Emmanuel Levinas (1905 -1995) ". . . I am responsible for the Other without waiting for reciprocity, were I to die for it.
Life Of Emmanuel Levinas § born in 1905 in Kaunas, Lithuania, to pious Jewish parents § At the age of seventeen he moved to France to begin his studies in philosophy at the University of Strassbourg § In 1928 he continued his studies in Freibourg, Germany § experience a profound contrast between Western philosophy and his own much more deeply rooted Jewish faith § When World War II broke out in 1939, he was captured by the Germans.
§ § His whole family died in the Holocaust. At the age of forty, he searched out an extraordinary Jewish teacher, Mordachi Chouchani § He instructed Levinas in the ways of the Jewish Talmud § Levinas never forgot his Jewish roots. When once he was invited to give a lecture at the University of Louvain, they inadvertently put the lecture on the Sabbath. Although the lecture hall was filled, Levinas did not show because observing the Sabbath was of higher value.
The Sameness Of Things § Levinas perceived the Western philosophical tradition attempting to overcome all difference and diversity by grouping everything under an all encompassing unity, which it called "Being. " § Westerners, he said, think out of a unified totality. It thinks away difference. § Difference is reduced to being accidental
The Singularity Of Things § The Hebrew tradition gloried in the singular § He could find nothing that would hold all of these singularities together in some kind of unity § He contrasted the Western notion of "totality" with the Hebrew notion of "infinity. "
The Good Is Infinite § Like Aristotle’s and Kant's ethics, Levinas is in search of the good § Levinas went in search of the Good, which he said goes beyond Being § For Levinas this concept of Being is dangerous because it takes away from reality what is its most fascinating quality: that each person or thing is incredibly unique § Everything we encounter is finite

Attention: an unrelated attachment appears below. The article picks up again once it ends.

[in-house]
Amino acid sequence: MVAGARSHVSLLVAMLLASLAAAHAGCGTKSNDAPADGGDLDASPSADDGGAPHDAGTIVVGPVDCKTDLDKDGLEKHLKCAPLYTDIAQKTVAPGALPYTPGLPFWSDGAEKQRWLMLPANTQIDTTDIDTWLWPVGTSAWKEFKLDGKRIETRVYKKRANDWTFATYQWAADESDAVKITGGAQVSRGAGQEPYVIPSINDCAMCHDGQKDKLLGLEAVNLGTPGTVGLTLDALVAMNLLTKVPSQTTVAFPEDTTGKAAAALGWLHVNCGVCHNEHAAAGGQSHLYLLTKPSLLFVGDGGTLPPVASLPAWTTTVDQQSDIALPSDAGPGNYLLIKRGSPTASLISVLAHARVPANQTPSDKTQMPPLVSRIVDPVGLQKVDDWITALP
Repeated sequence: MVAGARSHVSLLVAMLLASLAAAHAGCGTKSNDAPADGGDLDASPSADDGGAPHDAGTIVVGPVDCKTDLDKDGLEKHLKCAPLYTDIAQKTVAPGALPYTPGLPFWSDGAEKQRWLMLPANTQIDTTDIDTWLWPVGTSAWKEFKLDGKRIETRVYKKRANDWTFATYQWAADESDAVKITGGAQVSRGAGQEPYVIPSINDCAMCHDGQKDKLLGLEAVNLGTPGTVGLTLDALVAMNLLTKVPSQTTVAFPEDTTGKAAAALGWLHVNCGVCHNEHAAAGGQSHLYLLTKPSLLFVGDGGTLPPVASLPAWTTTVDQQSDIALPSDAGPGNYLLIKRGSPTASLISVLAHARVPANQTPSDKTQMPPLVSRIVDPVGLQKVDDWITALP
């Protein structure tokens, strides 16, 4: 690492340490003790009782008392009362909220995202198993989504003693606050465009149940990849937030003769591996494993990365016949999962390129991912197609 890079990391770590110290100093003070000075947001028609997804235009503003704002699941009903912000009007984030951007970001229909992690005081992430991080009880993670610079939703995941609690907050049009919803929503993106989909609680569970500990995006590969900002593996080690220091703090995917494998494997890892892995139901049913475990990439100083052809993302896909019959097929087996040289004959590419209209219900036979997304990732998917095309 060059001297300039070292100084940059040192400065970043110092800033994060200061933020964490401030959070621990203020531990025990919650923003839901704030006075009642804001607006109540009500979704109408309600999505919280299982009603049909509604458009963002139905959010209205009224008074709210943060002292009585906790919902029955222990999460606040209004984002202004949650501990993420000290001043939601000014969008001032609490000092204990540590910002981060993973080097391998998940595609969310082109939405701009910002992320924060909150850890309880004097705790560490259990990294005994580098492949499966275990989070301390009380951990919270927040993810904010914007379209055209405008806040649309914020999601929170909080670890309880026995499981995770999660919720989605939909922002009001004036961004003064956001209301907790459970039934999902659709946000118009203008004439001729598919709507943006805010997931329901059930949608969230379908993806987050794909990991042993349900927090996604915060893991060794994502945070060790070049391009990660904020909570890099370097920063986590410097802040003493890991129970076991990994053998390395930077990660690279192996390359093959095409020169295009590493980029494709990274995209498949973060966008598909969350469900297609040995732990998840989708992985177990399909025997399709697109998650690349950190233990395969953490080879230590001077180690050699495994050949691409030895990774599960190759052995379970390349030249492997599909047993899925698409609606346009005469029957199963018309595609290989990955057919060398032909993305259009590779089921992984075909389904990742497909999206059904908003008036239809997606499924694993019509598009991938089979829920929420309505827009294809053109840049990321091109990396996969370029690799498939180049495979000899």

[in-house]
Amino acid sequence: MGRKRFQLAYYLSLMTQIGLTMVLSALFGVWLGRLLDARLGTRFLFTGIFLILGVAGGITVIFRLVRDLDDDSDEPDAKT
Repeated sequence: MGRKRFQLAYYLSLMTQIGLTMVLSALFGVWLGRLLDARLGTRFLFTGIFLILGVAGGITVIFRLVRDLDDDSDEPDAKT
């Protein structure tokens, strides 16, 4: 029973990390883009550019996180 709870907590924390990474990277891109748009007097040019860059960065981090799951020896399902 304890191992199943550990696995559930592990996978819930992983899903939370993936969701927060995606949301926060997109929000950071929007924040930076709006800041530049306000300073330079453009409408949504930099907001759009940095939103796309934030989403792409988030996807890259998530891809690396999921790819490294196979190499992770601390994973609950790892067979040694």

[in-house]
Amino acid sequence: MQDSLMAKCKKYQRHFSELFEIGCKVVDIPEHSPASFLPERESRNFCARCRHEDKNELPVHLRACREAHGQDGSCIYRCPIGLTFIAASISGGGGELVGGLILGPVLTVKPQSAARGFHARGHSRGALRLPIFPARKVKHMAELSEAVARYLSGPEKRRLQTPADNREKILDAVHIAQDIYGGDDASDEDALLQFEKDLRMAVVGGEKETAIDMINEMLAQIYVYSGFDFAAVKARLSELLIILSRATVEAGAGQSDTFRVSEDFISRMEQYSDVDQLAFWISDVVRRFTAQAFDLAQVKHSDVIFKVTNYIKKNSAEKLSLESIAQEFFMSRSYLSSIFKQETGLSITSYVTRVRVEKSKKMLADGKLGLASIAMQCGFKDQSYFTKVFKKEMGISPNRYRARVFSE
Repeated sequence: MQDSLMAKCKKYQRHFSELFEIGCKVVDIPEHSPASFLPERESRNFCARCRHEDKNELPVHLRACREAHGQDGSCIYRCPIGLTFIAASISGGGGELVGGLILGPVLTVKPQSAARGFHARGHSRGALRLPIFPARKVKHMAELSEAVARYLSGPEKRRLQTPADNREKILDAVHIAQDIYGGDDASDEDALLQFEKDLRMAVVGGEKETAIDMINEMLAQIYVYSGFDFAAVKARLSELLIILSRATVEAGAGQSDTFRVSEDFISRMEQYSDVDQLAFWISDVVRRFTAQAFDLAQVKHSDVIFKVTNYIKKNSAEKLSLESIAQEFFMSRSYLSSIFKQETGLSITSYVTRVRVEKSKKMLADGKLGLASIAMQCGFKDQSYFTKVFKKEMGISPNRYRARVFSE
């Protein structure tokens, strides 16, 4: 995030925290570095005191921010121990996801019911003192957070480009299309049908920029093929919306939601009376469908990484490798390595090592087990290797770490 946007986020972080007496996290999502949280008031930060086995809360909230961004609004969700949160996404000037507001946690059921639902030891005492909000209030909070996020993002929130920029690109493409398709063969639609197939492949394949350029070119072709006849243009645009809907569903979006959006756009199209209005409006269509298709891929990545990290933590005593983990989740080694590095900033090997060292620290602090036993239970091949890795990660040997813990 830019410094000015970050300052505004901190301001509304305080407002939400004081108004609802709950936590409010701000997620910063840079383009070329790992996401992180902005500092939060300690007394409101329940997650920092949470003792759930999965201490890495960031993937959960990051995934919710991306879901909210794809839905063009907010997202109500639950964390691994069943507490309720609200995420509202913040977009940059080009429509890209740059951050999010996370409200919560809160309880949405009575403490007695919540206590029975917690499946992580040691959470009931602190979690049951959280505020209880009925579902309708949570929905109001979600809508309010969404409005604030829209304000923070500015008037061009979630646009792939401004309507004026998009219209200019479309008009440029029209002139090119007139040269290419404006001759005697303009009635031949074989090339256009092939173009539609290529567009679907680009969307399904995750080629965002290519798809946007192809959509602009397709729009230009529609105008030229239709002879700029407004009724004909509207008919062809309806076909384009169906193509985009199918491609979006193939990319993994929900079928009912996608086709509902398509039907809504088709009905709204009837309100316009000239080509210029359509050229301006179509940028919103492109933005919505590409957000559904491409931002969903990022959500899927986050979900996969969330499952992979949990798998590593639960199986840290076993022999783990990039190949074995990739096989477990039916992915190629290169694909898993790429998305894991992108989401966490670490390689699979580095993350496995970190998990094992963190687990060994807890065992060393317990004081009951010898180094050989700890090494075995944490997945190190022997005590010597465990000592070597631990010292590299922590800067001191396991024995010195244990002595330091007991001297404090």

The Face As Witness Of The Good § If the Good is Infinite and is always one step ahead of us, where do we encounter the traces that God has been there? § Levinas goes to the experience of the human face that turns to me and looks at me § Think of a time you had an absolute experience of another: a face to face experience that touched you deeply § She or he is "Other. " § the Other calls you not to reduce his or her face to being the same as any other face § You are not to take the otherness away
The Face As Ethical § The face that Levinas is referring to is not the face of an authority figure § the Other is a stranger, one who is totally defenceless § The face of the stranger demands that you recognize it and provide it hospitality § this face cannot force you to do anything § the face makes you responsible, by making you aware that you are not as innocent as you thought you were
Made Responsible By The Face Levinas’ ethics does not bend us in God's direction, but it twists us in the direction of our neighbour § God's infinite goodness touches us without our knowledge § God touches us through the face of the Other who begs spare change of us